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Why you should buy stock in ice cream

October 3, 2011

These past few weeks, I’ve been concentrating on three big auditions and two big grant applications that were due. Writing grant applications is great because it really forces you to pare down your words and think clearly and rationally about the project you are pitching……big auditions, though, seem to have the opposite effect, causing irrational thinking. I have the very bad habit of projecting in my mind all the imagined ways that this gig will be amazing while on my way to a callback.  I don’t like to schedule events when I’m waiting to hear about a job, because I’m afraid that saying yes to an invitation for something that falls in the rehearsal period will jinx my chances of getting the job. And I’ll admit, I’ve budgeted the income I would get for a commercial gig in the lobby of the casting office. It’s a terrible habit and one I’m working to rid.

But worse, I think, is the irrational thinking I often do…. even after I know I don’t have the job. I became aware of this illogical behavior when I was finalizing one of my grant application.  The final question of the application read something like this:

“If you do not receive funding from XYZ Arts Council, will you still go ahead with your project and if so, how?’

And I thought: Why don’t actors get asked that question at auditions? Because, you see, I’ve got an answer.

Imagine the scene:  You are at callbacks, and finish a scene with a reader. There’s a great vibe in the room, the director gave you some adjustments that you incorporated well, you felt you understood the character, you connected with the reader, the producer laughed spontaneously at your comic timing and it’s all just AWESOME. But of course, this is still just a callback.  The director thanks you again for coming in and as you are about to walk out the door, says, “oh, hey Tara, we were wondering, if we don’t give you this job, will you still do this job, and how?”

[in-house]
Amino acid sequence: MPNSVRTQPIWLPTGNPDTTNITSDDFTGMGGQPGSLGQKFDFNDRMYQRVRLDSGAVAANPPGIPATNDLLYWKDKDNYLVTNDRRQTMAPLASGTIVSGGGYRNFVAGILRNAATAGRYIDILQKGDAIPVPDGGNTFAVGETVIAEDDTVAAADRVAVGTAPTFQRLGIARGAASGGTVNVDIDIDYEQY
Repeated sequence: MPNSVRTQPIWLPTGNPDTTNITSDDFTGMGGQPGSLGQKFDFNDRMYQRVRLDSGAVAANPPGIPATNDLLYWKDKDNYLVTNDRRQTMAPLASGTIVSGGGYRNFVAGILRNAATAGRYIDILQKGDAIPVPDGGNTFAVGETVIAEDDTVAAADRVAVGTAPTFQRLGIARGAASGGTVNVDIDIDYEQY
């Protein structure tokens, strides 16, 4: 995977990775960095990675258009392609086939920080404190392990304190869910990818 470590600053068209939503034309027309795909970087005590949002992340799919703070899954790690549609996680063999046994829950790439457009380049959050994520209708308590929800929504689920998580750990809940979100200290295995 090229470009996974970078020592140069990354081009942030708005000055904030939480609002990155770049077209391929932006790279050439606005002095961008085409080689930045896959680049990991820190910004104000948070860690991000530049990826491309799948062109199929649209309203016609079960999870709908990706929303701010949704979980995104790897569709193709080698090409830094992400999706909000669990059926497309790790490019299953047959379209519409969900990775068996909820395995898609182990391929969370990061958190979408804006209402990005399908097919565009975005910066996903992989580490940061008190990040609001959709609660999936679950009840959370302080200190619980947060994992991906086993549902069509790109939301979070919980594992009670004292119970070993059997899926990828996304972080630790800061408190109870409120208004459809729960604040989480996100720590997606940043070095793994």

And I’d answer (in grant-application-speak):  “If this artist does not secure this gig, the artist WILL continue to do this job.   The artist proposes to do the job she does not have in this chronological order:   if this artist does not receive a phone call or email regarding this job within the next day, the artist will re-play the audition and callback obsessively in the artist’s mind, even when talking to loved ones about other matters, causing annoying inattentiveness. The actor will develop this further, by going over the details of the callback in spoken word with loved ones, with the subtext of asking for reassurance from them that the producers are probably just busy or idiots for not calling yet. Upon the passage of an unreasonable amount of time (1 – 5 weeks, depending on production schedule) the artist will give up hope of being called by the producer, but will continue to work this job, by searching the theatre’s website for casting information to find out which more talented actress has been cast in this role. The artist will then look for reviews of show or, if in the New York Area, the artist will torture herself by going to see the show under the guise of “research.”  After seeing the show the artist is not in but is still doing, the artist will go to Cold Stone Creamery.”

6 Comments leave one →
  1. October 3, 2011 10:05 am

    Thanks for the laugh, lady! What a funny way to make a great point 🙂

  2. October 3, 2011 10:52 am

    Love this one — Hilarious and astute!

  3. California Triple-Threat permalink
    October 3, 2011 1:53 pm

    I can totally relate! This is especially awful when I’m up against friends- I stalk their facebook profiles to see if they got the phone call I wanted. ugh!

  4. October 3, 2011 9:32 pm

    From one redheaded actress to another…totally feel you. It helps me (a little) to remind myself that there are about 1.2 billion different unknown variables involved in the casting process. Glad you found my blog so I could find yours! 🙂

  5. October 3, 2011 11:17 pm

    Not getting a call from a casting director is worse than not getting a call from the guy you met at last night’s bar. BOO.

  6. October 13, 2011 7:53 pm

    Thanks all for the replies! What a great community your are building Kate!
    And to all of you who commented.. I hope you all get all the calls you’ll ever!! 🙂 Keep me posted !

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